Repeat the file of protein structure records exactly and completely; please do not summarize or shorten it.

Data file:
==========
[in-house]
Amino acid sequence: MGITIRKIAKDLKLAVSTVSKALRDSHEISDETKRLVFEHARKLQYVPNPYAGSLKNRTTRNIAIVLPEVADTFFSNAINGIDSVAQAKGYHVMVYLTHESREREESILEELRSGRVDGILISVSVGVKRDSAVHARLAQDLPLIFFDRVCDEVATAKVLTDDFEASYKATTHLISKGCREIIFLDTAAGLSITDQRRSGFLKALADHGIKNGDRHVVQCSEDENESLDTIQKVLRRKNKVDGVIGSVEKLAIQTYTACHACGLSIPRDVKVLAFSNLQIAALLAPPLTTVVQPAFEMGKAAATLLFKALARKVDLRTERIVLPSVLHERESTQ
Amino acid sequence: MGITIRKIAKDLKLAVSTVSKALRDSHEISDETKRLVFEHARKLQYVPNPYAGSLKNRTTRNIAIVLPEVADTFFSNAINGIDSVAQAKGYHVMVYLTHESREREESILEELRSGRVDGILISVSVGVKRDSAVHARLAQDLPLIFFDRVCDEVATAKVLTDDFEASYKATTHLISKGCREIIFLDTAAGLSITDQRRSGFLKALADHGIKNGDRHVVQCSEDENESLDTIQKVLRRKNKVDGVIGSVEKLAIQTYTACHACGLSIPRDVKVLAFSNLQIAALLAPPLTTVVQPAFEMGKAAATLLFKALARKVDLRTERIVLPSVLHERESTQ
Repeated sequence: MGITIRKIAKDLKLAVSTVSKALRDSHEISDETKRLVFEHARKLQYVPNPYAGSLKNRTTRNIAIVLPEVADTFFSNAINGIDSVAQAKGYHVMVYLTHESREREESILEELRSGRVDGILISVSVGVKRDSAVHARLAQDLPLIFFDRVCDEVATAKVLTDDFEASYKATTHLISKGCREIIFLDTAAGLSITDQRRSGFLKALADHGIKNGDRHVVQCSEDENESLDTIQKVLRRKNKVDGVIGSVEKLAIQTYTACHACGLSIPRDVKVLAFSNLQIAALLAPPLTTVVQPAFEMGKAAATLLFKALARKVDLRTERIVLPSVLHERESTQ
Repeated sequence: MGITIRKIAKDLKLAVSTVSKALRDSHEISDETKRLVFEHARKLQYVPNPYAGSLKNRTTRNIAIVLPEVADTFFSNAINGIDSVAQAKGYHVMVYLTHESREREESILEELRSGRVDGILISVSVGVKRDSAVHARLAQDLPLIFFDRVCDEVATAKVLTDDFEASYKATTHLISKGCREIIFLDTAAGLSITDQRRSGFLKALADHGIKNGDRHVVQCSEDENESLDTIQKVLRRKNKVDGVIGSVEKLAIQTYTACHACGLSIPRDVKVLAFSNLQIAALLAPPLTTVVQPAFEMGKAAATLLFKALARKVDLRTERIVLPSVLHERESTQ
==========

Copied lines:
[in-house]
Amino acid sequence: MGITIRKIAKDLKLAVSTVSKALRDSHEISDETKRLVFEHARKLQYVPNPYAGSLKNRTTRNIAIVLPEVADTFFSNAINGIDSVAQAKGYHVMVYLTHESREREESILEELRSGRVDGILISVSVGVKRDSAVHARLAQDLPLIFFDRVCDEVATAKVLTDDFEASYKATTHLISKGCREIIFLDTAAGLSITDQRRSGFLKALADHGIKNGDRHVVQCSEDENESLDTIQKVLRRKNKVDGVIGSVEKLAIQTYTACHACGLSIPRDVKVLAFSNLQIAALLAPPLTTVVQPAFEMGKAAATLLFKALARKVDLRTERIVLPSVLHERESTQ
Amino acid sequence: MGITIRKIAKDLKLAVSTVSKALRDSHEISDETKRLVFEHARKLQYVPNPYAGSLKNRTTRNIAIVLPEVADTFFSNAINGIDSVAQAKGYHVMVYLTHESREREESILEELRSGRVDGILISVSVGVKRDSAVHARLAQDLPLIFFDRVCDEVATAKVLTDDFEASYKATTHLISKGCREIIFLDTAAGLSITDQRRSGFLKALADHGIKNGDRHVVQCSEDENESLDTIQKVLRRKNKVDGVIGSVEKLAIQTYTACHACGLSIPRDVKVLAFSNLQIAALLAPPLTTVVQPAFEMGKAAATLLFKALARKVDLRTERIVLPSVLHERESTQ
Repeated sequence: MGITIRKIAKDLKLAVSTVSKALRDSHEISDETKRLVFEHARKLQYVPNPYAGSLKNRTTRNIAIVLPEVADTFFSNAINGIDSVAQAKGYHVMVYLTHESREREESILEELRSGRVDGILISVSVGVKRDSAVHARLAQDLPLIFFDRVCDEVATAKVLTDDFEASYKATTHLISKGCREIIFLDTAAGLSITDQRRSGFLKALADHGIKNGDRHVVQCSEDENESLDTIQKVLRRKNKVDGVIGSVEKLAIQTYTACHACGLSIPRDVKVLAFSNLQIAALLAPPLTTVVQPAFEMGKAAATLLFKALARKVDLRTERIVLPSVLHERESTQ
Repeated sequence: MGITIRKIAKDLKLAVSTVSKALRDSHEISDETKRLVFEHARKLQYVPNPYAGSLKNRTTRNIAIVLPEVADTFFSNAINGIDSVAQAKGYHVMVYLTHESREREESILEELRSGRVDGILISVSVGVKRDSAVHARLAQDLPLIFFDRVCDEVATAKVLTDDFEASYKATTHLISKGCREIIFLDTAAGLSITDQRRSGFLKALADHGIKNGDRHVVQCSEDENESLDTIQKVLRRKNKVDGVIGSVEKLAIQTYTACHACGLSIPRDVKVLAFSNLQIAALLAPPLTTVVQPAFEMGKAAATLLFKALARKVDLRTERIVLPSVLHERESTQ